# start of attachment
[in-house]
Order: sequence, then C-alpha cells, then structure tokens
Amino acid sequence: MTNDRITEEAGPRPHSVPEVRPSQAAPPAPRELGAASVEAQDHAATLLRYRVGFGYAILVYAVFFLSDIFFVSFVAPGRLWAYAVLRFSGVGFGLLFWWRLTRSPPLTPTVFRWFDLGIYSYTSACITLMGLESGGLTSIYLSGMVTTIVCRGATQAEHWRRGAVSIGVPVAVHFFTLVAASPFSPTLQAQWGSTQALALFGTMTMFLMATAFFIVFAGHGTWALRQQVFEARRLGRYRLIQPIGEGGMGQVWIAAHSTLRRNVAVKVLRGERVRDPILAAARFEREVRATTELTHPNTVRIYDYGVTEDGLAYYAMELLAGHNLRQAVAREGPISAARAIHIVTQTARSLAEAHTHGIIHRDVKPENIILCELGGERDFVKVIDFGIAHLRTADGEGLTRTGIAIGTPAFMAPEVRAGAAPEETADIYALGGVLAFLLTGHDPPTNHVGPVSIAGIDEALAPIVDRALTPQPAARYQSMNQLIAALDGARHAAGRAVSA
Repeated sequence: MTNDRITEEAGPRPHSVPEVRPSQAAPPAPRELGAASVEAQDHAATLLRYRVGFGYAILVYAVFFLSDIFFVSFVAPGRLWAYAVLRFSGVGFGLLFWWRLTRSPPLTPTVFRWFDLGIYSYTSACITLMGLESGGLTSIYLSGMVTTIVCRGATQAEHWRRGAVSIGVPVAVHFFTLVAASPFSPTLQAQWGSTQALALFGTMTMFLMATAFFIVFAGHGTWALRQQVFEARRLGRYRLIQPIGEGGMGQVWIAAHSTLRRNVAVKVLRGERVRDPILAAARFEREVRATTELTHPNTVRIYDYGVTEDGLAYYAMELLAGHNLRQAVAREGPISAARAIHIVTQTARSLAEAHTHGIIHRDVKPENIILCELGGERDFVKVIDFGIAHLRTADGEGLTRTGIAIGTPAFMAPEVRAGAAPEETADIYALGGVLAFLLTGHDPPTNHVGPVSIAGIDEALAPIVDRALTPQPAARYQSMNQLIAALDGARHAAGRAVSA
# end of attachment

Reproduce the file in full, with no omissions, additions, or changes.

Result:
[in-house]
Order: sequence, then C-alpha cells, then structure tokens
Amino acid sequence: MTNDRITEEAGPRPHSVPEVRPSQAAPPAPRELGAASVEAQDHAATLLRYRVGFGYAILVYAVFFLSDIFFVSFVAPGRLWAYAVLRFSGVGFGLLFWWRLTRSPPLTPTVFRWFDLGIYSYTSACITLMGLESGGLTSIYLSGMVTTIVCRGATQAEHWRRGAVSIGVPVAVHFFTLVAASPFSPTLQAQWGSTQALALFGTMTMFLMATAFFIVFAGHGTWALRQQVFEARRLGRYRLIQPIGEGGMGQVWIAAHSTLRRNVAVKVLRGERVRDPILAAARFEREVRATTELTHPNTVRIYDYGVTEDGLAYYAMELLAGHNLRQAVAREGPISAARAIHIVTQTARSLAEAHTHGIIHRDVKPENIILCELGGERDFVKVIDFGIAHLRTADGEGLTRTGIAIGTPAFMAPEVRAGAAPEETADIYALGGVLAFLLTGHDPPTNHVGPVSIAGIDEALAPIVDRALTPQPAARYQSMNQLIAALDGARHAAGRAVSA
Repeated sequence: MTNDRITEEAGPRPHSVPEVRPSQAAPPAPRELGAASVEAQDHAATLLRYRVGFGYAILVYAVFFLSDIFFVSFVAPGRLWAYAVLRFSGVGFGLLFWWRLTRSPPLTPTVFRWFDLGIYSYTSACITLMGLESGGLTSIYLSGMVTTIVCRGATQAEHWRRGAVSIGVPVAVHFFTLVAASPFSPTLQAQWGSTQALALFGTMTMFLMATAFFIVFAGHGTWALRQQVFEARRLGRYRLIQPIGEGGMGQVWIAAHSTLRRNVAVKVLRGERVRDPILAAARFEREVRATTELTHPNTVRIYDYGVTEDGLAYYAMELLAGHNLRQAVAREGPISAARAIHIVTQTARSLAEAHTHGIIHRDVKPENIILCELGGERDFVKVIDFGIAHLRTADGEGLTRTGIAIGTPAFMAPEVRAGAAPEETADIYALGGVLAFLLTGHDPPTNHVGPVSIAGIDEALAPIVDRALTPQPAARYQSMNQLIAALDGARHAAGRAVSA